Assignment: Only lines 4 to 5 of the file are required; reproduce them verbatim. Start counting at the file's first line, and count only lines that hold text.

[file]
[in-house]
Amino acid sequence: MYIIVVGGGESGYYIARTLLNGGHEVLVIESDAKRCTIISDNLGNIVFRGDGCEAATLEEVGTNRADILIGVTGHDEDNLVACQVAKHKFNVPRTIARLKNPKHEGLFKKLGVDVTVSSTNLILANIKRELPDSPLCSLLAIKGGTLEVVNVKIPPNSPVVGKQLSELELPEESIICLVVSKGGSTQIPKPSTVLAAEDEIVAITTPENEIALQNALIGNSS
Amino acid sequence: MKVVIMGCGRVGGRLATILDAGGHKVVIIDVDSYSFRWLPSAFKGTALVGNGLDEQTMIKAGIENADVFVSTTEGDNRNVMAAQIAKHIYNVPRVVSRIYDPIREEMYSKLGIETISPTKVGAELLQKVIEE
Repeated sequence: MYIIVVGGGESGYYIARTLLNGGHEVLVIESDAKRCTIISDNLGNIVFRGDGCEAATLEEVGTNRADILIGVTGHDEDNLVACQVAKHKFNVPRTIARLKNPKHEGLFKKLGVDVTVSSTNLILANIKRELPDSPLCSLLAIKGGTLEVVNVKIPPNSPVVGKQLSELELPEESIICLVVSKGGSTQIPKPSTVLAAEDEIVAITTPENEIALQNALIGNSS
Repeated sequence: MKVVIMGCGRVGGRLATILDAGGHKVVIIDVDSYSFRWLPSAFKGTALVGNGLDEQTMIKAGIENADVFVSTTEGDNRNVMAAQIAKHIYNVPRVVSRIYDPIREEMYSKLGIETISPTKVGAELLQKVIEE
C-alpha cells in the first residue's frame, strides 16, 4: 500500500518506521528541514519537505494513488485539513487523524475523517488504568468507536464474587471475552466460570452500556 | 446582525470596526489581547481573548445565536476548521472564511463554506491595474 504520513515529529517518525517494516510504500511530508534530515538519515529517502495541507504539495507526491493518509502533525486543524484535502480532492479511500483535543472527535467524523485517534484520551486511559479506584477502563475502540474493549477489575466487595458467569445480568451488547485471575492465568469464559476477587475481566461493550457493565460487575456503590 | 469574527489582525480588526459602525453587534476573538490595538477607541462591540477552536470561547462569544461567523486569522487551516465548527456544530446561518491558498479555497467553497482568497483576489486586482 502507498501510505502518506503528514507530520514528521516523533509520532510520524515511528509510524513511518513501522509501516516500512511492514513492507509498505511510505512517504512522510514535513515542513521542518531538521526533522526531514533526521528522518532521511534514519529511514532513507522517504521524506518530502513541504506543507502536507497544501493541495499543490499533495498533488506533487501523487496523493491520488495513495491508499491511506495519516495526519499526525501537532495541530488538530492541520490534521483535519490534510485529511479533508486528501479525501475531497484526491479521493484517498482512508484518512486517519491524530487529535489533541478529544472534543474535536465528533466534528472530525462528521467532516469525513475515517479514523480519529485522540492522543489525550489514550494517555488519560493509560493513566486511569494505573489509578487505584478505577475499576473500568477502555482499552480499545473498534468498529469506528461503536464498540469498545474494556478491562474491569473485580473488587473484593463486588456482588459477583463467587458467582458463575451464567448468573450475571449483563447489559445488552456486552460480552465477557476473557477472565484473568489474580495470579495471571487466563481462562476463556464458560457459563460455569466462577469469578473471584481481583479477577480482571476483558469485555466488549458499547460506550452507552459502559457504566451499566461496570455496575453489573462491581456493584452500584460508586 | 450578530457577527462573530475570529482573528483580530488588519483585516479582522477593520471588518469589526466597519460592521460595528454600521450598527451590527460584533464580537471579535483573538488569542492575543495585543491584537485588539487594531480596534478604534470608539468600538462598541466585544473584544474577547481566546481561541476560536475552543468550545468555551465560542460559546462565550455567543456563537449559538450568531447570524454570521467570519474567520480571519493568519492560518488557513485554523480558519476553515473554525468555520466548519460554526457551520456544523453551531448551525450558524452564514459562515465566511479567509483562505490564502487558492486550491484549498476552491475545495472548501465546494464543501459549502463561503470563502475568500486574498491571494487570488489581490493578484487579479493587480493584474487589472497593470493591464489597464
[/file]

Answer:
Repeated sequence: MYIIVVGGGESGYYIARTLLNGGHEVLVIESDAKRCTIISDNLGNIVFRGDGCEAATLEEVGTNRADILIGVTGHDEDNLVACQVAKHKFNVPRTIARLKNPKHEGLFKKLGVDVTVSSTNLILANIKRELPDSPLCSLLAIKGGTLEVVNVKIPPNSPVVGKQLSELELPEESIICLVVSKGGSTQIPKPSTVLAAEDEIVAITTPENEIALQNALIGNSS
Repeated sequence: MKVVIMGCGRVGGRLATILDAGGHKVVIIDVDSYSFRWLPSAFKGTALVGNGLDEQTMIKAGIENADVFVSTTEGDNRNVMAAQIAKHIYNVPRVVSRIYDPIREEMYSKLGIETISPTKVGAELLQKVIEE